Earlier this week I saw a pair of posts about product development: The first was about a new “collaboration lab” that opened in Iowa City. What’s remarkable isn’t necessarily the space, though I’m happy that folks in Iowa have a great place to invent. What strikes me is the word Collaboration painted on the wall. It’s better than co-working. Better even than pairing.
Collaboration is what makes a team great: multiple minds inventing something together that neither one could have come up with alone.
It got me thinking about a great post I had seen on Buzzfeed. A woman who enjoys sketching faces was compelled (against her will) to share her sketchbook with her 4 year old daughter. Her daughter thought the faces needed bodies, and enthusiastically offered her services to render them.
Mom didn’t really want that. Her faces were hers. But her daughter mentioned “sharing” and mom acquiesced.
This “product development” collaboration resulted in drawings that are magical and brilliant. The sketchbook became a China Miéville-like menagerie of bizarre and wonderful creatures. This is what’s so great about collaboration.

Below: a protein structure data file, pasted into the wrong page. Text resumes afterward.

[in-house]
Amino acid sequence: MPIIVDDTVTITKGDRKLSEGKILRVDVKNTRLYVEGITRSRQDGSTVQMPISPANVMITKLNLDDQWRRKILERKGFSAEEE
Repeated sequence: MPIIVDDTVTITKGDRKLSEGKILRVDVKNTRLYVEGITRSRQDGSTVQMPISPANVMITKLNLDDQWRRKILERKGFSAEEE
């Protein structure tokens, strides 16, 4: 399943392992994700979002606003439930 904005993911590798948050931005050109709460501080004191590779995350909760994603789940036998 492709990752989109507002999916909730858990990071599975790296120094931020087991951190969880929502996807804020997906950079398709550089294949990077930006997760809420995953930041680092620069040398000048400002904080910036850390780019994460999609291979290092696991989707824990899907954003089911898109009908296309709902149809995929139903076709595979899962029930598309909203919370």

Tina Fey said it very well in her book Bossy Pants.
She was discussing improvisation at SCTV and she said that the players all knew that whatever they created together would always be more compelling (and funnier) than anything they created on their own. Improv is entirely an collaborative “product development” process, and it produces surprising results. Literally, surprising. The players never really know what’s going to come next, or what direction the work will take. Rather than relying on careful planning, improv demands attentiveness and faith in fellow collaborators.
Being precious with our ideas prevents us from opening up to all the possibilities. When we do brainstorming activities at Luxr, we often have people number their ideas as they generate them. Invariably we see that the best ideas are not the first ones; they’re not the obvious ones. Out of ten ideas, a few are ridiculous, 3 or 4 are ok, and a couple are really good. And those good ones aren’t numbers 1, 2, and 3. They’re maybe 2, 7, and 9. You need lots of ideas in order to find the best ones. You need the best thinking of every brain available to you. The point is, if you horde your ideas, you won’t make any progress.
Once more: If you horde your ideas, you won’t make progress.
Get them out there, as many as you can. It will improve the results of your product development efforts: Share the work with others. Improvise, evolve, and you too can have a menagerie of fantastic creatures.